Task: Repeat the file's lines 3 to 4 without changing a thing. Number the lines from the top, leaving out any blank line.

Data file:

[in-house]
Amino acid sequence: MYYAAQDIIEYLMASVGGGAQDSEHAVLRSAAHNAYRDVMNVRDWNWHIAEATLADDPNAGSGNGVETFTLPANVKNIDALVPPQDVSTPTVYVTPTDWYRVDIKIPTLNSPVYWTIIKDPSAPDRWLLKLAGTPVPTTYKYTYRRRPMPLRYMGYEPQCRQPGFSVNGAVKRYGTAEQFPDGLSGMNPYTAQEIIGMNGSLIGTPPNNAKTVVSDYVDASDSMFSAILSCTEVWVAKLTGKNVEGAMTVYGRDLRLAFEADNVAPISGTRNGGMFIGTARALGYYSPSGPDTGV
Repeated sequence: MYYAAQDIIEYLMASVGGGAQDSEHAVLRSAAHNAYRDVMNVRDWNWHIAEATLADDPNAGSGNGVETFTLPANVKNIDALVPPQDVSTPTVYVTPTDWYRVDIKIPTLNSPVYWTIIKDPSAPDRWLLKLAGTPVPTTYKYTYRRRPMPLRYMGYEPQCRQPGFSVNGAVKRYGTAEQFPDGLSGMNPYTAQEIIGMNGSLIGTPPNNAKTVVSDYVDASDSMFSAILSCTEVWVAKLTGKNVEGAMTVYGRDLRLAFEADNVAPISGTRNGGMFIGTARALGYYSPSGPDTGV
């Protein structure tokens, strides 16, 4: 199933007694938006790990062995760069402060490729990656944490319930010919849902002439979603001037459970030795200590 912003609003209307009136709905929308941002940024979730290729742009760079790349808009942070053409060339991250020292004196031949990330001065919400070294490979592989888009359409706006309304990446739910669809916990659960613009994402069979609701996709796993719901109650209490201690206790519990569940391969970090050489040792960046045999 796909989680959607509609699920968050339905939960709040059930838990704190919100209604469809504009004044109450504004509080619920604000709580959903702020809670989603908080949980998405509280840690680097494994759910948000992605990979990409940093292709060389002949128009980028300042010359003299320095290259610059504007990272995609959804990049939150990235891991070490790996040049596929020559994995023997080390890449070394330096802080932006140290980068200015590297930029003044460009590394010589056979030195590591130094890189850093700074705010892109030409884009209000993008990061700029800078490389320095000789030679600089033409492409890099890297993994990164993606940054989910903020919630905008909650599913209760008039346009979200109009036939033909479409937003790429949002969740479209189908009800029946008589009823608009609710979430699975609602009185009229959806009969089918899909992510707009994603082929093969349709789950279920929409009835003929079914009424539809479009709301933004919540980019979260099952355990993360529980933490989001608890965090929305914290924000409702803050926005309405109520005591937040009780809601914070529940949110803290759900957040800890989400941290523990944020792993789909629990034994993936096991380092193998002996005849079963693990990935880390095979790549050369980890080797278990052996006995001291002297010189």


Repeated sequence: MYYAAQDIIEYLMASVGGGAQDSEHAVLRSAAHNAYRDVMNVRDWNWHIAEATLADDPNAGSGNGVETFTLPANVKNIDALVPPQDVSTPTVYVTPTDWYRVDIKIPTLNSPVYWTIIKDPSAPDRWLLKLAGTPVPTTYKYTYRRRPMPLRYMGYEPQCRQPGFSVNGAVKRYGTAEQFPDGLSGMNPYTAQEIIGMNGSLIGTPPNNAKTVVSDYVDASDSMFSAILSCTEVWVAKLTGKNVEGAMTVYGRDLRLAFEADNVAPISGTRNGGMFIGTARALGYYSPSGPDTGV
């Protein structure tokens, strides 16, 4: 199933007694938006790990062995760069402060490729990656944490319930010919849902002439979603001037459970030795200590 912003609003209307009136709905929308941002940024979730290729742009760079790349808009942070053409060339991250020292004196031949990330001065919400070294490979592989888009359409706006309304990446739910669809916990659960613009994402069979609701996709796993719901109650209490201690206790519990569940391969970090050489040792960046045999 796909989680959607509609699920968050339905939960709040059930838990704190919100209604469809504009004044109450504004509080619920604000709580959903702020809670989603908080949980998405509280840690680097494994759910948000992605990979990409940093292709060389002949128009980028300042010359003299320095290259610059504007990272995609959804990049939150990235891991070490790996040049596929020559994995023997080390890449070394330096802080932006140290980068200015590297930029003044460009590394010589056979030195590591130094890189850093700074705010892109030409884009209000993008990061700029800078490389320095000789030679600089033409492409890099890297993994990164993606940054989910903020919630905008909650599913209760008039346009979200109009036939033909479409937003790429949002969740479209189908009800029946008589009823608009609710979430699975609602009185009229959806009969089918899909992510707009994603082929093969349709789950279920929409009835003929079914009424539809479009709301933004919540980019979260099952355990993360529980933490989001608890965090929305914290924000409702803050926005309405109520005591937040009780809601914070529940949110803290759900957040800890989400941290523990944020792993789909629990034994993936096991380092193998002996005849079963693990990935880390095979790549050369980890080797278990052996006995001291002297010189």